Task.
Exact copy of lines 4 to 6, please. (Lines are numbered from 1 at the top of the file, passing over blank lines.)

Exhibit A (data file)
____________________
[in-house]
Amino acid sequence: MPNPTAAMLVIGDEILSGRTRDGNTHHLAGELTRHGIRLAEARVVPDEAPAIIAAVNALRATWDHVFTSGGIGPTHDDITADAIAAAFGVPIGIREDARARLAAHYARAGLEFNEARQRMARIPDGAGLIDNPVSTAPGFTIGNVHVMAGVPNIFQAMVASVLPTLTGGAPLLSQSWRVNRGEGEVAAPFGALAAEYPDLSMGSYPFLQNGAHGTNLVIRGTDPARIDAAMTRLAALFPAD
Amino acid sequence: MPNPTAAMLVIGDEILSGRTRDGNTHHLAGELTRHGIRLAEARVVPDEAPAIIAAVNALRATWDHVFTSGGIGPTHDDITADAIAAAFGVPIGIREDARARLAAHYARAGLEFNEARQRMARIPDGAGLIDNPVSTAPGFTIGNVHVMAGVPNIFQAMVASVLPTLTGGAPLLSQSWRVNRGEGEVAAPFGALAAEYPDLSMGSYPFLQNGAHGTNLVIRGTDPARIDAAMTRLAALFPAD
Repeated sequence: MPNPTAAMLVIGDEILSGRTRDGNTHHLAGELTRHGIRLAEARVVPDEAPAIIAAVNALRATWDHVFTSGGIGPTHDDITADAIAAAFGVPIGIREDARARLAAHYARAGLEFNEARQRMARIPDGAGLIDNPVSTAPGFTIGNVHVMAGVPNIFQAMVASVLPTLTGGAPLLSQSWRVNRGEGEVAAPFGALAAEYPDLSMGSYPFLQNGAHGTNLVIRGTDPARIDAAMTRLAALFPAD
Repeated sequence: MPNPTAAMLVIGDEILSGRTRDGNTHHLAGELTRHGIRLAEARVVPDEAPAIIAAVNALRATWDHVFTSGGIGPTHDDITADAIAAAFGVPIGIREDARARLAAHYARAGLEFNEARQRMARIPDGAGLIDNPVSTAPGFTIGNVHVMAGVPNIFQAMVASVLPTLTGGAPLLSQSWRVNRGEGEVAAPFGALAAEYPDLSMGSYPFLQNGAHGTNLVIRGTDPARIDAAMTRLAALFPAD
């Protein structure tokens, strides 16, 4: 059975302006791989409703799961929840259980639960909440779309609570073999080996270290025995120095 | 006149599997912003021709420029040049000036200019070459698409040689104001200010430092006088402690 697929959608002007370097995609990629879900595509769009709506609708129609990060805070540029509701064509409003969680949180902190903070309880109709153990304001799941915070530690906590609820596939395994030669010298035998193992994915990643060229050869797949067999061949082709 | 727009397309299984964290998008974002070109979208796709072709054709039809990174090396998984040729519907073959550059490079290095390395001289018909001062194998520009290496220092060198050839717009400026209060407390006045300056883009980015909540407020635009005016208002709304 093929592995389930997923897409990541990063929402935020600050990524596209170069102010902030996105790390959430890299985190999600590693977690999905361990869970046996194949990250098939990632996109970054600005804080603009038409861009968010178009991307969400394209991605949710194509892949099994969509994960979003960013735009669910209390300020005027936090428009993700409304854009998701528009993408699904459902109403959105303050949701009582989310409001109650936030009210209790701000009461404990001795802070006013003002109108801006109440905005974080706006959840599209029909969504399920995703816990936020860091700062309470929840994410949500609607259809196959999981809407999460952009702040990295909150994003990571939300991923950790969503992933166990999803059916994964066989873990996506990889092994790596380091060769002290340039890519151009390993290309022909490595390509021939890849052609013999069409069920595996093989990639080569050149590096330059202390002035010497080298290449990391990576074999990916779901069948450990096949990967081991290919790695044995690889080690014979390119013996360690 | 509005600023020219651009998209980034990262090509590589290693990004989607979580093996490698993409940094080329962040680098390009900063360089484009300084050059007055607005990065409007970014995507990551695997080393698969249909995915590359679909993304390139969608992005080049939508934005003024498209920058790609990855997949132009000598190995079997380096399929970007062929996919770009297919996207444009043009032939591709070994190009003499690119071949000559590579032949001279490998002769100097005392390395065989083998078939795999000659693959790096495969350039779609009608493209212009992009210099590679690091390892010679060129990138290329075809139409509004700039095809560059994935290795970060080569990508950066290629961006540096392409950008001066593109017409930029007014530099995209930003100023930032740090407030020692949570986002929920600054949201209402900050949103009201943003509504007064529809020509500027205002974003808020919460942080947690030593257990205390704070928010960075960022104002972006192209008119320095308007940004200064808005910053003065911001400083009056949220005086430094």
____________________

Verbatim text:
Repeated sequence: MPNPTAAMLVIGDEILSGRTRDGNTHHLAGELTRHGIRLAEARVVPDEAPAIIAAVNALRATWDHVFTSGGIGPTHDDITADAIAAAFGVPIGIREDARARLAAHYARAGLEFNEARQRMARIPDGAGLIDNPVSTAPGFTIGNVHVMAGVPNIFQAMVASVLPTLTGGAPLLSQSWRVNRGEGEVAAPFGALAAEYPDLSMGSYPFLQNGAHGTNLVIRGTDPARIDAAMTRLAALFPAD
Repeated sequence: MPNPTAAMLVIGDEILSGRTRDGNTHHLAGELTRHGIRLAEARVVPDEAPAIIAAVNALRATWDHVFTSGGIGPTHDDITADAIAAAFGVPIGIREDARARLAAHYARAGLEFNEARQRMARIPDGAGLIDNPVSTAPGFTIGNVHVMAGVPNIFQAMVASVLPTLTGGAPLLSQSWRVNRGEGEVAAPFGALAAEYPDLSMGSYPFLQNGAHGTNLVIRGTDPARIDAAMTRLAALFPAD
């Protein structure tokens, strides 16, 4: 059975302006791989409703799961929840259980639960909440779309609570073999080996270290025995120095 | 006149599997912003021709420029040049000036200019070459698409040689104001200010430092006088402690 697929959608002007370097995609990629879900595509769009709506609708129609990060805070540029509701064509409003969680949180902190903070309880109709153990304001799941915070530690906590609820596939395994030669010298035998193992994915990643060229050869797949067999061949082709 | 727009397309299984964290998008974002070109979208796709072709054709039809990174090396998984040729519907073959550059490079290095390395001289018909001062194998520009290496220092060198050839717009400026209060407390006045300056883009980015909540407020635009005016208002709304 093929592995389930997923897409990541990063929402935020600050990524596209170069102010902030996105790390959430890299985190999600590693977690999905361990869970046996194949990250098939990632996109970054600005804080603009038409861009968010178009991307969400394209991605949710194509892949099994969509994960979003960013735009669910209390300020005027936090428009993700409304854009998701528009993408699904459902109403959105303050949701009582989310409001109650936030009210209790701000009461404990001795802070006013003002109108801006109440905005974080706006959840599209029909969504399920995703816990936020860091700062309470929840994410949500609607259809196959999981809407999460952009702040990295909150994003990571939300991923950790969503992933166990999803059916994964066989873990996506990889092994790596380091060769002290340039890519151009390993290309022909490595390509021939890849052609013999069409069920595996093989990639080569050149590096330059202390002035010497080298290449990391990576074999990916779901069948450990096949990967081991290919790695044995690889080690014979390119013996360690 | 509005600023020219651009998209980034990262090509590589290693990004989607979580093996490698993409940094080329962040680098390009900063360089484009300084050059007055607005990065409007970014995507990551695997080393698969249909995915590359679909993304390139969608992005080049939508934005003024498209920058790609990855997949132009000598190995079997380096399929970007062929996919770009297919996207444009043009032939591709070994190009003499690119071949000559590579032949001279490998002769100097005392390395065989083998078939795999000659693959790096495969350039779609009608493209212009992009210099590679690091390892010679060129990138290329075809139409509004700039095809560059994935290795970060080569990508950066290629961006540096392409950008001066593109017409930029007014530099995209930003100023930032740090407030020692949570986002929920600054949201209402900050949103009201943003509504007064529809020509500027205002974003808020919460942080947690030593257990205390704070928010960075960022104002972006192209008119320095308007940004200064808005910053003065911001400083009056949220005086430094």